Alternative Careers for Teachers (Salaries, Tips & More)

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Educators possess a unique set of skills that are transferable across many industries. Whether it’s time management, copy editing, user experience design, training or communication, teachers have honed abilities applicable in many professional contexts. As more educators explore jobs for teachers outside of education, the opportunity to leverage these skills in different industries continues to expand.

Transitioning from teaching to another career is a significant step that requires patience, effort and persistence. By identifying roles that resonate with your passions and align with your skills, the journey to a new, rewarding career is more navigable.

In this guide, we’ll provide insights into determining if you’re ready for a new role, how to approach the transition and potential career alternatives to teaching based on varied interests.

How to Determine if You’re Ready for a Job Outside Education

Educators considering a departure from their teaching roles should conduct a rigorous self-assessment to gauge their readiness to transition. The employment platform Indeed identifies six indicators that may suggest a need for a career change:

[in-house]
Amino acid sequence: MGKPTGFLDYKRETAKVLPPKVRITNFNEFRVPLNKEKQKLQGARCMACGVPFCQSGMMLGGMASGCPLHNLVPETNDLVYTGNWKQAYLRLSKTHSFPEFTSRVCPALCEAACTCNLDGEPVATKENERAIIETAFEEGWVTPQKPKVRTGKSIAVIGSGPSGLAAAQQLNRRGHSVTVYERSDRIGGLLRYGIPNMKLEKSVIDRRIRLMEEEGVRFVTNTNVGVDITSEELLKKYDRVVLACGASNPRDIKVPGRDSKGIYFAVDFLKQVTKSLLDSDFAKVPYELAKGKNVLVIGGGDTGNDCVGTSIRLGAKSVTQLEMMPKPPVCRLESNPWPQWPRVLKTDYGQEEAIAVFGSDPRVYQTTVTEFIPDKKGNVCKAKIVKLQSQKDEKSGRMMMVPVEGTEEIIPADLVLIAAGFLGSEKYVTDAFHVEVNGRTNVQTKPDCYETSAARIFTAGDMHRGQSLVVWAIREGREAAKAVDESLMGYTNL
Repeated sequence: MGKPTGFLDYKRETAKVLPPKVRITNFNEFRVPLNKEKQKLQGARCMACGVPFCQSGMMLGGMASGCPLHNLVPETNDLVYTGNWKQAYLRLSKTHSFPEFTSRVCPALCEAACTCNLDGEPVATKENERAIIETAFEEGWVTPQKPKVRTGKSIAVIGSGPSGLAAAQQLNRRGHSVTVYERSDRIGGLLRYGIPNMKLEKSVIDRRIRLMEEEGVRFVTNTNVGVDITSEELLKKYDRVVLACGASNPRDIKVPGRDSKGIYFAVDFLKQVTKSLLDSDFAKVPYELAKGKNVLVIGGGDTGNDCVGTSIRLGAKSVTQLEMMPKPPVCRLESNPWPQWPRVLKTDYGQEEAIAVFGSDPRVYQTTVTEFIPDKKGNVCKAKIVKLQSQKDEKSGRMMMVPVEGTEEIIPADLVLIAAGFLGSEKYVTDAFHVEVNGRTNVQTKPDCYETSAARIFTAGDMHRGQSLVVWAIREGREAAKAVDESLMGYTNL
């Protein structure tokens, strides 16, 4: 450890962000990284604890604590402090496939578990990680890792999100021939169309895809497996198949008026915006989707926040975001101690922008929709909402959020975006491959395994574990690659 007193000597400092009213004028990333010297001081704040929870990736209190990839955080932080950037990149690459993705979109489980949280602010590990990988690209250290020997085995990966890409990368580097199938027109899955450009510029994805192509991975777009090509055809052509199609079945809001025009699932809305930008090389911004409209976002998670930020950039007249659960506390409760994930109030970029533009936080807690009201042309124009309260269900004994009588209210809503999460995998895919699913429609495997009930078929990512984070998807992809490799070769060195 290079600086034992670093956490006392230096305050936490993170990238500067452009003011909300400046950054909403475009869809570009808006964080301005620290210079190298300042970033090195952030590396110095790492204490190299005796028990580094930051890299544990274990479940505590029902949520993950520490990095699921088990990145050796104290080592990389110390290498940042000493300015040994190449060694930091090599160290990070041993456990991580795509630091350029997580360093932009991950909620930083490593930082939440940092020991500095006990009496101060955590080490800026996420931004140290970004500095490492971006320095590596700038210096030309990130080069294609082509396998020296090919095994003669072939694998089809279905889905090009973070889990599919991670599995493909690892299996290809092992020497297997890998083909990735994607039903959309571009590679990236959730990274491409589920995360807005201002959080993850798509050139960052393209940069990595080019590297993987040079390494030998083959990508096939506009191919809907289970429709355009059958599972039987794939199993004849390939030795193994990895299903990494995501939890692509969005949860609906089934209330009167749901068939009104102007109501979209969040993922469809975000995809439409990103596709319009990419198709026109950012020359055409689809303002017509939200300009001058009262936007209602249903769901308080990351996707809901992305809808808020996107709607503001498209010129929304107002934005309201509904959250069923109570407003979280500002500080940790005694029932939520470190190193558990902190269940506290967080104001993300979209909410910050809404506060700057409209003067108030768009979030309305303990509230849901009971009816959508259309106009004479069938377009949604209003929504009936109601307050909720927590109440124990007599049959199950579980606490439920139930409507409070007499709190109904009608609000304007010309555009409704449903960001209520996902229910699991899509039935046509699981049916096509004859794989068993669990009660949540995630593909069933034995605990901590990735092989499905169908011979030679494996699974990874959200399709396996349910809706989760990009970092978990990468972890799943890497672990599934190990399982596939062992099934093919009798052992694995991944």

1. A noticeable decline in enthusiasm and contentment derived from your work
  2. Persistent stress from work that adversely impacts your personal life
  3. A perception that your ideas and contributions are undervalued
  4. Frequent recommendations from acquaintances to reconsider your career choice
  5. Inadequate earnings to meet the cost of living
  6. Recurring contemplation or idealization of alternative employment

Sporadic experiences of work-related stress or feelings of undervaluation are commonplace. However, if you consistently experience these sentiments, it may be time to evaluate your professional status. To do this, educators might ask the following questions:

  • What competencies do you possess? This might encompass communication proficiency, acumen in project management or technological adeptness.
  • In which tasks or activities do you excel? How does your perception of your strengths correlate with your skill set?
  • What ignites your passion? Which tasks or projects excite you?
  • How do you envision contributing to society or your community?
  • How do your current compensation and benefits align with your needs and aspirations? Absent financial constraints, would your current role still appeal to you?

If the underlying issues seem amenable to resolution then staying the course with your teaching career is recommended.

On the other hand, if the challenges appear deeply entrenched or insurmountable, educators might consider pursuing education-related jobs outside the classroom or leaving the education sector altogether.